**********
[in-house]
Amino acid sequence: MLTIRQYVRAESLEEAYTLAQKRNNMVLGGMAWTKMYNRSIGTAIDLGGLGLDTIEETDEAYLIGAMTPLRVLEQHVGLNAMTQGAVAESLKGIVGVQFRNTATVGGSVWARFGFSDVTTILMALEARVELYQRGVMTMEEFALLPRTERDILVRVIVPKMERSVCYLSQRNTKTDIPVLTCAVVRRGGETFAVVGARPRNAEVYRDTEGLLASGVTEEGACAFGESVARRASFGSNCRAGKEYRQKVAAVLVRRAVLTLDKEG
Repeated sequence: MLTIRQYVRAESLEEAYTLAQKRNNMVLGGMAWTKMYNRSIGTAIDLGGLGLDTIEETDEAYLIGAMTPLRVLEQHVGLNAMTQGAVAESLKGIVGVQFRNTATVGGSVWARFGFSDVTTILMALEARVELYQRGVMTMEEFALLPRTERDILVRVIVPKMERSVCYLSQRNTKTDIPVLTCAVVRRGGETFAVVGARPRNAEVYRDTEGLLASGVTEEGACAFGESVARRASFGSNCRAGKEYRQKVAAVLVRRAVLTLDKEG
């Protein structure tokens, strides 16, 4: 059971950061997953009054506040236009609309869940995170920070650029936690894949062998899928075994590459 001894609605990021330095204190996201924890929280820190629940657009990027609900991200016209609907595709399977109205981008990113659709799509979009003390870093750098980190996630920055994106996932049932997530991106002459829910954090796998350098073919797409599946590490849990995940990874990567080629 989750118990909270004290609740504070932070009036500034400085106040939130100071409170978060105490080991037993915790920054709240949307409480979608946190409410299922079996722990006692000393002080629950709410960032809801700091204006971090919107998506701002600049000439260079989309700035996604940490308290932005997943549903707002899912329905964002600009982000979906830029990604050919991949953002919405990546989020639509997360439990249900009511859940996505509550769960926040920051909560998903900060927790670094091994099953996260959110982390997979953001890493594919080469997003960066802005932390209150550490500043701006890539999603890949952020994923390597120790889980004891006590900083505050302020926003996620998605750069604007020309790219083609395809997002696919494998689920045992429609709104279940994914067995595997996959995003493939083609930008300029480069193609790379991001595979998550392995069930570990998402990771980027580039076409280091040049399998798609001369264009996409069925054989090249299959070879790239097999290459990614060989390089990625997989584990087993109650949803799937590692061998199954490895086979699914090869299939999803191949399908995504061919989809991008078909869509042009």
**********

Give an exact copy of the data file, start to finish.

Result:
[in-house]
Amino acid sequence: MLTIRQYVRAESLEEAYTLAQKRNNMVLGGMAWTKMYNRSIGTAIDLGGLGLDTIEETDEAYLIGAMTPLRVLEQHVGLNAMTQGAVAESLKGIVGVQFRNTATVGGSVWARFGFSDVTTILMALEARVELYQRGVMTMEEFALLPRTERDILVRVIVPKMERSVCYLSQRNTKTDIPVLTCAVVRRGGETFAVVGARPRNAEVYRDTEGLLASGVTEEGACAFGESVARRASFGSNCRAGKEYRQKVAAVLVRRAVLTLDKEG
Repeated sequence: MLTIRQYVRAESLEEAYTLAQKRNNMVLGGMAWTKMYNRSIGTAIDLGGLGLDTIEETDEAYLIGAMTPLRVLEQHVGLNAMTQGAVAESLKGIVGVQFRNTATVGGSVWARFGFSDVTTILMALEARVELYQRGVMTMEEFALLPRTERDILVRVIVPKMERSVCYLSQRNTKTDIPVLTCAVVRRGGETFAVVGARPRNAEVYRDTEGLLASGVTEEGACAFGESVARRASFGSNCRAGKEYRQKVAAVLVRRAVLTLDKEG
């Protein structure tokens, strides 16, 4: 059971950061997953009054506040236009609309869940995170920070650029936690894949062998899928075994590459 001894609605990021330095204190996201924890929280820190629940657009990027609900991200016209609907595709399977109205981008990113659709799509979009003390870093750098980190996630920055994106996932049932997530991106002459829910954090796998350098073919797409599946590490849990995940990874990567080629 989750118990909270004290609740504070932070009036500034400085106040939130100071409170978060105490080991037993915790920054709240949307409480979608946190409410299922079996722990006692000393002080629950709410960032809801700091204006971090919107998506701002600049000439260079989309700035996604940490308290932005997943549903707002899912329905964002600009982000979906830029990604050919991949953002919405990546989020639509997360439990249900009511859940996505509550769960926040920051909560998903900060927790670094091994099953996260959110982390997979953001890493594919080469997003960066802005932390209150550490500043701006890539999603890949952020994923390597120790889980004891006590900083505050302020926003996620998605750069604007020309790219083609395809997002696919494998689920045992429609709104279940994914067995595997996959995003493939083609930008300029480069193609790379991001595979998550392995069930570990998402990771980027580039076409280091040049399998798609001369264009996409069925054989090249299959070879790239097999290459990614060989390089990625997989584990087993109650949803799937590692061998199954490895086979699914090869299939999803191949399908995504061919989809991008078909869509042009």